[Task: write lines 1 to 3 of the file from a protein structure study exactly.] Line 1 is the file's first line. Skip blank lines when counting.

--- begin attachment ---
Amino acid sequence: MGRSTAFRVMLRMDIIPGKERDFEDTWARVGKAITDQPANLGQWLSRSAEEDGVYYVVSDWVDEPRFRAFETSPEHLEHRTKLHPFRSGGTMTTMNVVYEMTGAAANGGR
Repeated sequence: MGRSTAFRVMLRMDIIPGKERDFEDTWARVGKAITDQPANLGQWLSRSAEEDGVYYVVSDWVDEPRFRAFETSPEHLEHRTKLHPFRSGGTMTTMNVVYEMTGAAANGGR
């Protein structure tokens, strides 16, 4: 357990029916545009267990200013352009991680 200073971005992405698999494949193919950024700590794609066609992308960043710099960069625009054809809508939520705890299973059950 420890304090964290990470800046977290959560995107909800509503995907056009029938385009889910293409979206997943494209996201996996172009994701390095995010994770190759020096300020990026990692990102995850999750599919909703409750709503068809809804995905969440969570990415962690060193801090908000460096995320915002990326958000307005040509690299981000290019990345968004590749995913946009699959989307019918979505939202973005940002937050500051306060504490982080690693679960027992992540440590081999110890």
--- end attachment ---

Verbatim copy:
Amino acid sequence: MGRSTAFRVMLRMDIIPGKERDFEDTWARVGKAITDQPANLGQWLSRSAEEDGVYYVVSDWVDEPRFRAFETSPEHLEHRTKLHPFRSGGTMTTMNVVYEMTGAAANGGR
Repeated sequence: MGRSTAFRVMLRMDIIPGKERDFEDTWARVGKAITDQPANLGQWLSRSAEEDGVYYVVSDWVDEPRFRAFETSPEHLEHRTKLHPFRSGGTMTTMNVVYEMTGAAANGGR
């Protein structure tokens, strides 16, 4: 357990029916545009267990200013352009991680 200073971005992405698999494949193919950024700590794609066609992308960043710099960069625009054809809508939520705890299973059950 420890304090964290990470800046977290959560995107909800509503995907056009029938385009889910293409979206997943494209996201996996172009994701390095995010994770190759020096300020990026990692990102995850999750599919909703409750709503068809809804995905969440969570990415962690060193801090908000460096995320915002990326958000307005040509690299981000290019990345968004590749995913946009699959989307019918979505939202973005940002937050500051306060504490982080690693679960027992992540440590081999110890």